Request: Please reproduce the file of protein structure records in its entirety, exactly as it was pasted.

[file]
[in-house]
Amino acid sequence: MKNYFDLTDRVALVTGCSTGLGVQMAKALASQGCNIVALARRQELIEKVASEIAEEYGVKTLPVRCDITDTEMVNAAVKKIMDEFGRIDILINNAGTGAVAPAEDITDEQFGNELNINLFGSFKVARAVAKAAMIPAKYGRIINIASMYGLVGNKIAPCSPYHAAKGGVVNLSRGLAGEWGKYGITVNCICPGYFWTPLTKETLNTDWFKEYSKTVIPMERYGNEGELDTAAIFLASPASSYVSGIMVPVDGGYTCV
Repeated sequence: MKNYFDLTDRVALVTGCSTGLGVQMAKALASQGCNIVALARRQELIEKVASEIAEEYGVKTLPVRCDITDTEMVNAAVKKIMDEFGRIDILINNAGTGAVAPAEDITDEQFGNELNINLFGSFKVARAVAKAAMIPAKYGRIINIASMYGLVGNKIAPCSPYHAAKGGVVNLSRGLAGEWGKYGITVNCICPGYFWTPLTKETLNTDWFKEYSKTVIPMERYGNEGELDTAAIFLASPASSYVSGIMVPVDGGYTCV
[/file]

[in-house]
Amino acid sequence: MKNYFDLTDRVALVTGCSTGLGVQMAKALASQGCNIVALARRQELIEKVASEIAEEYGVKTLPVRCDITDTEMVNAAVKKIMDEFGRIDILINNAGTGAVAPAEDITDEQFGNELNINLFGSFKVARAVAKAAMIPAKYGRIINIASMYGLVGNKIAPCSPYHAAKGGVVNLSRGLAGEWGKYGITVNCICPGYFWTPLTKETLNTDWFKEYSKTVIPMERYGNEGELDTAAIFLASPASSYVSGIMVPVDGGYTCV
Repeated sequence: MKNYFDLTDRVALVTGCSTGLGVQMAKALASQGCNIVALARRQELIEKVASEIAEEYGVKTLPVRCDITDTEMVNAAVKKIMDEFGRIDILINNAGTGAVAPAEDITDEQFGNELNINLFGSFKVARAVAKAAMIPAKYGRIINIASMYGLVGNKIAPCSPYHAAKGGVVNLSRGLAGEWGKYGITVNCICPGYFWTPLTKETLNTDWFKEYSKTVIPMERYGNEGELDTAAIFLASPASSYVSGIMVPVDGGYTCV